Neighborly has a similar peer-support system in place, which has proven to not only attract a diverse range of prospects but keep them engaged with a network that values their voice.
“A number of our Neighborly brands have implemented mentorship programs that pair like-minded individuals from similar backgrounds to help new franchisees grow with the support of a mentor who’d had similar experience,” explains Thompson. “As franchisors search for new franchise owners, it’s important to attract diverse groups of potential owners through all-inclusive recruiting efforts.”
Promoting diversity from the top-down
As well as individual franchise brands ensuring that their networks are as diverse as possible, institutions exist on a national and even international scale that advocate for best practices on behalf of the franchise community.
The Diversity Institute at the IFA, for example, sets out to “expand and nurture a more diverse franchise community,” as its chair, Earsa Jackson, explains. “In February 2021, the Institute launched the Black Franchise Leadership Council (BFLC). The BFLC was designed with a mission to promote awareness of franchising to black entrepreneurs. Its mission is also to assist member companies with creating a culture of inclusion and educate stakeholders on effective ways to improve black representation in franchising.”
Despite all of the positivity surrounding diversity and inclusion in franchising, there is still lots of work to be done to make the space as beneficial for minority groups and underrepresented individuals as possible.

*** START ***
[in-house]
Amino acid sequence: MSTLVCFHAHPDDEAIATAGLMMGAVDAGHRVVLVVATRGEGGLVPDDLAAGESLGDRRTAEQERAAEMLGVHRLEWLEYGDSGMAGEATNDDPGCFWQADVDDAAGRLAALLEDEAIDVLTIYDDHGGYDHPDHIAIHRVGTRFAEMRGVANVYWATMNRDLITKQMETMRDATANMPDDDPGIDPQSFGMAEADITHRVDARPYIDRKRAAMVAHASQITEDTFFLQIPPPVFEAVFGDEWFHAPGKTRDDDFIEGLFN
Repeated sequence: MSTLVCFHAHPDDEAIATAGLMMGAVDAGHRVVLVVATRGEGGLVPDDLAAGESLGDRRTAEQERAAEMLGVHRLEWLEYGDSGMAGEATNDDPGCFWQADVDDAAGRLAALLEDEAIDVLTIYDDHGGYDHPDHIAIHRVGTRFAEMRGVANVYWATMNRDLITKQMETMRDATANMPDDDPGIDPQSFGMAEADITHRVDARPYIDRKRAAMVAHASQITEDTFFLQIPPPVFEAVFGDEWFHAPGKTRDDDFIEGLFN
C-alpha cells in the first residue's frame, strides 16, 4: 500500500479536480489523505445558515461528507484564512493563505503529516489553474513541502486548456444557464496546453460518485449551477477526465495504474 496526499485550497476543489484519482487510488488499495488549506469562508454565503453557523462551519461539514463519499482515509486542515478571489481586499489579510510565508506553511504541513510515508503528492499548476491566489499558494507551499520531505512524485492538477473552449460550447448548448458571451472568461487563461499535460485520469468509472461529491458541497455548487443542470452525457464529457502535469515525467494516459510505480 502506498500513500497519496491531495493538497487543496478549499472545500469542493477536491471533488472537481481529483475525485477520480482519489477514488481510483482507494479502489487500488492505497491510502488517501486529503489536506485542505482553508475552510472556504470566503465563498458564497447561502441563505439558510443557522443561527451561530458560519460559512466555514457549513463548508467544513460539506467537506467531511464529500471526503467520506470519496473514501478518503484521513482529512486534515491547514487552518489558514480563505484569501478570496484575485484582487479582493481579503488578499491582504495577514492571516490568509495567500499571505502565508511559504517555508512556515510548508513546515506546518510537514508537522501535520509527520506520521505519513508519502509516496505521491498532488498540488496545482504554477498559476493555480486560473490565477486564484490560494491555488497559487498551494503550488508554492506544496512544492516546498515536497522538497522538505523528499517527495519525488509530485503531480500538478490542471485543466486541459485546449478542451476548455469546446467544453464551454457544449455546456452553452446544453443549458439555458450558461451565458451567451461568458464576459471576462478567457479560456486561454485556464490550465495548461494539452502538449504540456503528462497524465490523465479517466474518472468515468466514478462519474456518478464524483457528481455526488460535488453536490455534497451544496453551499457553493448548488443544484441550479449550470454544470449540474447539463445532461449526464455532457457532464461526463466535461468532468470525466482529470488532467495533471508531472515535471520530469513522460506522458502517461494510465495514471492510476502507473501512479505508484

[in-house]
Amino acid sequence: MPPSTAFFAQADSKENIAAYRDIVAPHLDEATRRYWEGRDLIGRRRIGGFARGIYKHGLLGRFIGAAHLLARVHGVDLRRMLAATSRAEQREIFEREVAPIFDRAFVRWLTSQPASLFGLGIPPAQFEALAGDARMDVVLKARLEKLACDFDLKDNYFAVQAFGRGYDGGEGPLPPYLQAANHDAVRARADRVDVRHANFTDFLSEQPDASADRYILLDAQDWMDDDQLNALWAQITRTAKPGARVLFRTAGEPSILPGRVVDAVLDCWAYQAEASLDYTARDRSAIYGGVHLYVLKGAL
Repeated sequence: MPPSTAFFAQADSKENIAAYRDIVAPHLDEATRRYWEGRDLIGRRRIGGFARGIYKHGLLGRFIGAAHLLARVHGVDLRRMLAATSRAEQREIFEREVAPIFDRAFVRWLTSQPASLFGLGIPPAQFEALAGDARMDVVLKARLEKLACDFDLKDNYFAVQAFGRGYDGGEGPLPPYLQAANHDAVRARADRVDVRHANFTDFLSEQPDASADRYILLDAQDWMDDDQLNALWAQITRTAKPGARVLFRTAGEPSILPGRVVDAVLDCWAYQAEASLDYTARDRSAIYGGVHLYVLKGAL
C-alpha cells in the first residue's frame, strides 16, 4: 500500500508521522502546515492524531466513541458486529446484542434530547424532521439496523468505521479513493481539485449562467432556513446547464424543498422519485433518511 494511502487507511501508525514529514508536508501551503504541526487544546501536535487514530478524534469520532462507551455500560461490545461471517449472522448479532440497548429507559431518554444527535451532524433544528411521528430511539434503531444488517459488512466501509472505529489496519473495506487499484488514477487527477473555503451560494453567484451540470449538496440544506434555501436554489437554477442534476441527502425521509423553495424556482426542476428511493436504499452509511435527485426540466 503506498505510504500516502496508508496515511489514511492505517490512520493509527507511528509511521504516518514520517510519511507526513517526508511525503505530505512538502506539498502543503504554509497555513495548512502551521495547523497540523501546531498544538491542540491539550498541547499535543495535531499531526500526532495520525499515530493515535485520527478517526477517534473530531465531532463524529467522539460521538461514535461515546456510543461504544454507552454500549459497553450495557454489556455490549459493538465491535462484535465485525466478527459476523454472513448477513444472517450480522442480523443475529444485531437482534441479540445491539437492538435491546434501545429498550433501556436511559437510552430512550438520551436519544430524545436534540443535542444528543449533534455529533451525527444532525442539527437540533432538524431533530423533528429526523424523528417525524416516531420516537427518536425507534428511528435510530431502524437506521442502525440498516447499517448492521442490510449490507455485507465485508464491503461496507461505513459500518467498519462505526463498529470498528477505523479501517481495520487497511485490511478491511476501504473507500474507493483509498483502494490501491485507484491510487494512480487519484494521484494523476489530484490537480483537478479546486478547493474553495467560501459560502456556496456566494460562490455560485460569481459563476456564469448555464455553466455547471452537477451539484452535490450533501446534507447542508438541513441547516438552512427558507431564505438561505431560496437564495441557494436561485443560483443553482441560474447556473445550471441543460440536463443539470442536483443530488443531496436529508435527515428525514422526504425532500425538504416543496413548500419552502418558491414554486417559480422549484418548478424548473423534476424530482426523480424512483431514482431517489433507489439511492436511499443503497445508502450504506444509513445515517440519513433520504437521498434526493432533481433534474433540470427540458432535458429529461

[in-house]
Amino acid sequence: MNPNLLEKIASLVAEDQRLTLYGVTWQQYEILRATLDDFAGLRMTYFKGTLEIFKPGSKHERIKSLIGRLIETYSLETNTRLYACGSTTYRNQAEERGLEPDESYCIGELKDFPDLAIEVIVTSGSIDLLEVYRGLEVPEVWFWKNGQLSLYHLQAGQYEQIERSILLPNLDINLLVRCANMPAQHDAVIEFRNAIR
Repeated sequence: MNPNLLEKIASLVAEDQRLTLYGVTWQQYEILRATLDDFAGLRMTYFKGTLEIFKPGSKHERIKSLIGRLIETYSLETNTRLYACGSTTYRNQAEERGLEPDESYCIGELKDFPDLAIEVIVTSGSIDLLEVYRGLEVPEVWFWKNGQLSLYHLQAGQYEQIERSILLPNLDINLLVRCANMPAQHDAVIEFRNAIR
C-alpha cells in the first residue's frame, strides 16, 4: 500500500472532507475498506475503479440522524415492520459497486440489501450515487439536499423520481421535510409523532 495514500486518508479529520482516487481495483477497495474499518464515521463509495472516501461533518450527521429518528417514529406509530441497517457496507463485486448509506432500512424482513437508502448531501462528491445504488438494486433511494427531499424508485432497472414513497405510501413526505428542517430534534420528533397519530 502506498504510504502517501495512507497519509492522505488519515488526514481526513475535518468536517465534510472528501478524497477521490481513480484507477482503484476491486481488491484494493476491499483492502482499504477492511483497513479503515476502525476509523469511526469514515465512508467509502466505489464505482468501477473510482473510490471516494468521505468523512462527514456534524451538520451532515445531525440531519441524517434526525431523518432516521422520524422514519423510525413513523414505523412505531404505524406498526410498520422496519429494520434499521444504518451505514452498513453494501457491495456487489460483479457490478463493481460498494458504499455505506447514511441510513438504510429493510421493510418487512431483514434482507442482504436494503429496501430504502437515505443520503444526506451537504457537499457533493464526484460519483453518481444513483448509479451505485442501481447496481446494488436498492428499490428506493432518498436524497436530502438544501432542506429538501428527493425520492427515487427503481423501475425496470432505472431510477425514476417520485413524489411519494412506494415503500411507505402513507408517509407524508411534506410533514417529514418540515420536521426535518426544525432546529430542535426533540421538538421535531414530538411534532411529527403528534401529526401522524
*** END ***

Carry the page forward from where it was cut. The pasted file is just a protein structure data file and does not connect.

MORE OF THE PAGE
“Many of the recurring challenges I hear about from diverse franchise owners fall under what I call a gap in ‘generational knowledge’ of business. Many have to overcome a deficit created by sure lack of exposure to business ownership,” says Jackson. “If you grow up in a household where business is regularly discussed and you are exposed to that environment, you are learning about business just merely by being present.
“For the individual entering the business sphere with no prior exposure to business, there is likely a steeper, but surmountable, learning curve for the individual without any prior exposure to business. It is important for brands and companies to assess potential based on factors that can be normalized to account for the generational knowledge transfer as failure to figure out ways to normalize this factor will continue to exclude great talent from the ranks of companies.”
So if you’re an aspiring business owner who thinks that franchising could be a pathway to success, don’t let preconceived notions or discrimination dissuade you. As Mary Thompson advocates: “Not once did anyone in franchising ever tell me being a woman made me unsuitable for successful franchise ownership. In fact, I heard just the opposite.”
Kieran McLoone is the editor of Global Franchise magazine.